Instruments and implements

Joann K
Hula dance researcher Joann Kealiinohomoku with hula implements Puʻili and ʻuliʻuli
  • Ipu—single gourd drum
  • Ipu heke—double gourd drum
  • Pahu—sharkskin covered drum; considered sacred
  • Puniu—small knee drum made of a coconut shell with fish skin (kala) cover
  • ʻIliʻili—water-worn lava stone used as castanets
  • ʻUlīʻulī—feathered gourd rattles (also ʻulili)
  • Pūʻili—split bamboo sticks
  • Kālaʻau—rhythm sticks

The dog's-tooth anklets sometimes worn by male dancers could also be considered instruments, as they underlined the sounds of stamping feet.

Costumes

Hula0081110
Dancer with ʻuliʻuli, hula kahiko competition, Merrie Monarch Festival 2003

Traditional female dancers wore the everyday pāʻū, or wrapped skirt, but were topless. Today this form of dress has been altered. As a sign of lavish display, the pāʻū might be much longer than the usual length of tapa, or barkcloth, which was just long enough to go around the waist. Visitors report seeing dancers swathed in many yards of tapa, enough to increase their circumference substantially. Dancers might also wear decorations such as necklaces, bracelets, and anklets, as well as many lei (in the form of headpieces (lei poʻo), necklaces, bracelets, and anklets (kupeʻe)), and other accessories.

Traditional male dancers wore the everyday malo, or loincloth. Again, they might wear bulky malo made of many yards of tapa. They also wore necklaces, bracelets, anklets, and lei.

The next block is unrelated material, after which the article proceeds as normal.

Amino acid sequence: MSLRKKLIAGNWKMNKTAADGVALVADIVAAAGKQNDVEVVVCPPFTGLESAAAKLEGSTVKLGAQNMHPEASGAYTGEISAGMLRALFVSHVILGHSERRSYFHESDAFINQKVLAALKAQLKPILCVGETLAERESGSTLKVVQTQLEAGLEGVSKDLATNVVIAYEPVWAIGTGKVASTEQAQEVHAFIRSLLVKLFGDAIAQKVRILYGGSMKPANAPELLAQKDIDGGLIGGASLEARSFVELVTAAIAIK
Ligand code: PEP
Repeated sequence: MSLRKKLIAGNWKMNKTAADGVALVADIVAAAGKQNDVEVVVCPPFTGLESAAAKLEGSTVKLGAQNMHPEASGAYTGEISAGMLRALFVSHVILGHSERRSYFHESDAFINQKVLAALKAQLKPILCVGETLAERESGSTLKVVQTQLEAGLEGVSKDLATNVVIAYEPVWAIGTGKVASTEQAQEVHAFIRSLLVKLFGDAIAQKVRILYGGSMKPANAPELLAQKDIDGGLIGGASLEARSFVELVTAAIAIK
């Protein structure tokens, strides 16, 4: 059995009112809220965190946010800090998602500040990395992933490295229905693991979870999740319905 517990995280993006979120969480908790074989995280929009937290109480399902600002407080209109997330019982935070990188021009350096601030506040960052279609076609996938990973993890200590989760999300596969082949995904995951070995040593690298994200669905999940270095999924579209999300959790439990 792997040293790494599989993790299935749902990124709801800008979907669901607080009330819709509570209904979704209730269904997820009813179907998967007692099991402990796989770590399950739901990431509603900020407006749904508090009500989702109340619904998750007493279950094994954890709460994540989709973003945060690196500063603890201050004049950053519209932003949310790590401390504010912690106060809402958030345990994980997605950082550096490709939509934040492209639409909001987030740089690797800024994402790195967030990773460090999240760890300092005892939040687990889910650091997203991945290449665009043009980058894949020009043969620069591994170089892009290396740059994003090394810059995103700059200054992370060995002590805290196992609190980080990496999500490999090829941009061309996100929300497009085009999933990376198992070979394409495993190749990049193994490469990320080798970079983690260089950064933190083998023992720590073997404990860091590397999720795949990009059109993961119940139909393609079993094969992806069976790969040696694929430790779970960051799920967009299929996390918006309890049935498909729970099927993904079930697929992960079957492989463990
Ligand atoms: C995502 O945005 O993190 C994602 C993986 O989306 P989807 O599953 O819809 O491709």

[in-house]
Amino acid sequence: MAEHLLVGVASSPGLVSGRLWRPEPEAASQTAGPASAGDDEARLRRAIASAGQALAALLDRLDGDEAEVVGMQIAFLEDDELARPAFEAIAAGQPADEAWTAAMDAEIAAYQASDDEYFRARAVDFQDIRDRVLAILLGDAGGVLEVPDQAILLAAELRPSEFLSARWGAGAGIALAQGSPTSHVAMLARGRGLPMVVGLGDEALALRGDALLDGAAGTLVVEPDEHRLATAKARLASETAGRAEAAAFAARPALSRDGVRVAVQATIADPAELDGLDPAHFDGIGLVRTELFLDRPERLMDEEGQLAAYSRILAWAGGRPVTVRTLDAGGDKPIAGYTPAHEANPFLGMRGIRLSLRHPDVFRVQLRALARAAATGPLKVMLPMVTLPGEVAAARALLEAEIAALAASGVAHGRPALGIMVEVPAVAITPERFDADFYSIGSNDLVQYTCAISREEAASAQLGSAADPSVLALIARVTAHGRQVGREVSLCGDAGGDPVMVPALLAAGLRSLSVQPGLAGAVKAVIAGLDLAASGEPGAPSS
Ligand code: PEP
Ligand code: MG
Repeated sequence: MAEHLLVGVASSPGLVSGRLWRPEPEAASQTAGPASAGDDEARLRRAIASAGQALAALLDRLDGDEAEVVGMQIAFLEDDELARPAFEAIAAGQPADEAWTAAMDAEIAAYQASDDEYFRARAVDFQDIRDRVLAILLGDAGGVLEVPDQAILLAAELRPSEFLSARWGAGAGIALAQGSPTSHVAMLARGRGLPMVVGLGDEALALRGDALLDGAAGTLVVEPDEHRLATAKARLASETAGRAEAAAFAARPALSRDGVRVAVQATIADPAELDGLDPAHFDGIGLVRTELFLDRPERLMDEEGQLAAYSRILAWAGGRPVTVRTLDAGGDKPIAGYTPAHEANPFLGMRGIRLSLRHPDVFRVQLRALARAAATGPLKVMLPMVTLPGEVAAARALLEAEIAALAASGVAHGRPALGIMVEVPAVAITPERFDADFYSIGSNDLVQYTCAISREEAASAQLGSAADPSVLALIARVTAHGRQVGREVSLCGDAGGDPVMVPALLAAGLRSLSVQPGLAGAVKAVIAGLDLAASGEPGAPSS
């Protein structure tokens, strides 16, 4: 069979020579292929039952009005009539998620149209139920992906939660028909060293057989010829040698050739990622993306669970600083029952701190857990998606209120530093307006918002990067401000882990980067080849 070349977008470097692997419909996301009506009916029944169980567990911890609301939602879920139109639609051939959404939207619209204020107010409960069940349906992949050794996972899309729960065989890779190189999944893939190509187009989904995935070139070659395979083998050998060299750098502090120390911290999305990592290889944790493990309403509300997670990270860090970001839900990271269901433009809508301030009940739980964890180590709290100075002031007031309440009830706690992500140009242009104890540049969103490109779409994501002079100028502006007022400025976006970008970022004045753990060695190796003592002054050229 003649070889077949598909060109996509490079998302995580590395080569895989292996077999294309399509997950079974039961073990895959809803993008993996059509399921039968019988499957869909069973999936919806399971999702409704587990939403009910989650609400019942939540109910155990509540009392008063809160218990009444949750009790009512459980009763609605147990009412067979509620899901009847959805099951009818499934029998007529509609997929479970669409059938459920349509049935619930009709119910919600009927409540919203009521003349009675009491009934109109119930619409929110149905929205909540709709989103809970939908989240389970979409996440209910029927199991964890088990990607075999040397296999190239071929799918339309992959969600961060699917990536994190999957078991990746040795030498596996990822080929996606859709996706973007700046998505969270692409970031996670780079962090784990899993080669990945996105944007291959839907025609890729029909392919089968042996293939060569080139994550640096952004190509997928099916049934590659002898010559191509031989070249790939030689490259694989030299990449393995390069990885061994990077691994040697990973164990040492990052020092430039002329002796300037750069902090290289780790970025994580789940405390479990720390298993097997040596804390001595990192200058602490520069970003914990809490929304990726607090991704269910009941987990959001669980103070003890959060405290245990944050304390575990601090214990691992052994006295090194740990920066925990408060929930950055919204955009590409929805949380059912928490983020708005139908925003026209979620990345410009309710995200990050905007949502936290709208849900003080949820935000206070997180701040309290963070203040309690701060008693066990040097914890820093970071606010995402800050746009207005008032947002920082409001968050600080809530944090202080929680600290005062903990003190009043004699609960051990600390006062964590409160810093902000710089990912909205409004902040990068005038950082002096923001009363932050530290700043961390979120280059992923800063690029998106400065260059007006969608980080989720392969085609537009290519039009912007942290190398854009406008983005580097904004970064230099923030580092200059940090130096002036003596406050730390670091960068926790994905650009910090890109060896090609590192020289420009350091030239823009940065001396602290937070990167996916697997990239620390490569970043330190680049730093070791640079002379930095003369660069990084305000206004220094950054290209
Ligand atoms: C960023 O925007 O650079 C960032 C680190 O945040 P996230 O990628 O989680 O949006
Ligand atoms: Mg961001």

The materials for the lei worn in performance were gathered in the forest, after prayers to Laka and the forest gods had been chanted.

The lei and tapa worn for sacred hula were considered imbued with the sacredness of the dance, and were not to be worn after the performance. Lei were typically left on the small altar to Laka found in every hālau, as offerings.

Performances

Hula performed for spontaneous daily amusement or family feasts were attended with no particular ceremony. However, hula performed as entertainment for chiefs were anxious affairs. High chiefs typically traveled from one place to another within their domains. Each locality had to house, feed, and amuse the chief and his or her entourage. Hula performances were a form of fealty, and often of flattery to the chief. During the performances the males would start off and the females would come later to close the show off. Most kahiko performances would begin with an opening dance, kaʻi,[9] and end with a closing dance, hoʻi,[10] to state the presence of the hula. There were hula celebrating his lineage, his name, and even his genitals (hula maʻi).[11] Sacred hula, celebrating Hawaiian gods, were also danced. All these performances must be completed without error (which would be both unlucky and disrespectful).

Visiting chiefs from other domains would also be honored with hula performances. This courtesy was often extended to important Western visitors.

Hula ʻauana

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Dancer (Hula ʻauana), Merrie Monarch Festival

Modern hula arose from adaptation of traditional hula ideas (dance and mele) to Western influences. The primary influences were Christian morality and melodic harmony. Hula ʻauana still tells or comments on a story, but the stories may include events since the 1800s. The costumes of the women dancers are less revealing and the music is heavily Western-influenced.

Songs

The mele of hula ʻauana are generally sung as if they were popular music. A lead voice sings in a major scale, with occasional harmony parts.

The subject of the songs is as broad as the range of human experience. People write mele hula ʻauana to comment on significant people, places or events or simply to express an emotion or idea.

Instruments

The musicians performing hula ʻauana will typically use portable acoustic stringed instruments.

used as part of the rhythm section, or as a lead instrument
  • Steel guitar—accents the vocalist
  • Bass—maintains the rhythm